From what we know to what we do: translating stroke rehabilitation research into practice

Int J Stroke. 2013 Jan;8(1):11-7. doi: 10.1111/j.1747-4949.2012.00974.x.


Despite the recent advances in stroke rehabilitation research, the translation of research evidence into practice remains a challenge. The purpose of this article is to communicate practical experience and describe research methodologies used to promote change and implementation of stroke rehabilitation research in three international settings. In England, the development of an evidence-based consensus document, combined with qualitative and quantitative methods, was used to promote practice change in community-based stroke services. The Canadian research program involved synthesis of evidence, creation of user friendly information, and development of multimodal knowledge transfer strategies to promote change at an individual clinician level. Australian researchers followed a multistep process, involving audit and feedback, identification of barriers, and tailored education to improve implementation of one clinical guideline recommendation. Reducing the evidence-practice gap requires the development of active management strategies. This article highlights the importance of close collaboration between stakeholders - both in terms of the transfer of evidence into clinical practice and for optimizing future Phase IV implementation research endeavours.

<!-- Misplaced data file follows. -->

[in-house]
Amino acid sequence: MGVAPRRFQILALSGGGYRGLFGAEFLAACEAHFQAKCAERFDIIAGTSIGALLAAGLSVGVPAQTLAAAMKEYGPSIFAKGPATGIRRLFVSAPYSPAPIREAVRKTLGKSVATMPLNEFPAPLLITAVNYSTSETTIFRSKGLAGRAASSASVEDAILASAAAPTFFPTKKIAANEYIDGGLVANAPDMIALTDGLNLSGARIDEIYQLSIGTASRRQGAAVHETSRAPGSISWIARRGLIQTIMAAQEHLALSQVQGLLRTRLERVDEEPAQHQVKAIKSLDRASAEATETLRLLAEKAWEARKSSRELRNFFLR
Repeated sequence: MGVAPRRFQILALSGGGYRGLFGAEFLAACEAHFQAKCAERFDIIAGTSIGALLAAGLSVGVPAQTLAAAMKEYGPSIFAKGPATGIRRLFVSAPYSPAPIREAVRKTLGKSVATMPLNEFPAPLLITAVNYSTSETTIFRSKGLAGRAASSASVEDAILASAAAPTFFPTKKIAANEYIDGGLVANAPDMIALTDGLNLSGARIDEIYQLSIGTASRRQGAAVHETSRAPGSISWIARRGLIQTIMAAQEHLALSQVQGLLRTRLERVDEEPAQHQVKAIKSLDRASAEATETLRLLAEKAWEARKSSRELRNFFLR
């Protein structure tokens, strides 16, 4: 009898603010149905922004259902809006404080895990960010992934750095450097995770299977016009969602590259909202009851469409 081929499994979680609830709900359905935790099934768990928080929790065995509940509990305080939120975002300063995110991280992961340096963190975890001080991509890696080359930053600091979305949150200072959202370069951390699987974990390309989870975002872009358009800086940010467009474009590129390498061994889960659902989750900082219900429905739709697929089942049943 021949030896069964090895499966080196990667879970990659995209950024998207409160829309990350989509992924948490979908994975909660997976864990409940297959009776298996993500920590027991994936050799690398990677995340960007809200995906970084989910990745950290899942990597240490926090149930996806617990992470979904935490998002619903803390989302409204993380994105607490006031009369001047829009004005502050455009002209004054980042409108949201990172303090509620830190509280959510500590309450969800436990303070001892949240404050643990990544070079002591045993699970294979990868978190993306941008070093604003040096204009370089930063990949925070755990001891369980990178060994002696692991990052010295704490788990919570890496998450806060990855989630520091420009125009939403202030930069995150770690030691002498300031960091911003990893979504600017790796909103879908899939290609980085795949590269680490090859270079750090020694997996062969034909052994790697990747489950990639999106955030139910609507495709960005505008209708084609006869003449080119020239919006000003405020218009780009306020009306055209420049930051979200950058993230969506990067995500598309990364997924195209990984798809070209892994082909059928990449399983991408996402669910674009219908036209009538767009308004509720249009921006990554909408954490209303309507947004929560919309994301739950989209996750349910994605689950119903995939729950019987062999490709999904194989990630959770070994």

Publication types

  • Review

MeSH terms

  • Australia
  • Canada
  • Consensus
  • Cooperative Behavior
  • England
  • Evidence-Based Medicine / organization & administration*
  • Health Services Research / methods*
  • Humans
  • Rehabilitation / methods*
  • Research Design*
  • Stroke Rehabilitation*
  • Translational Research, Biomedical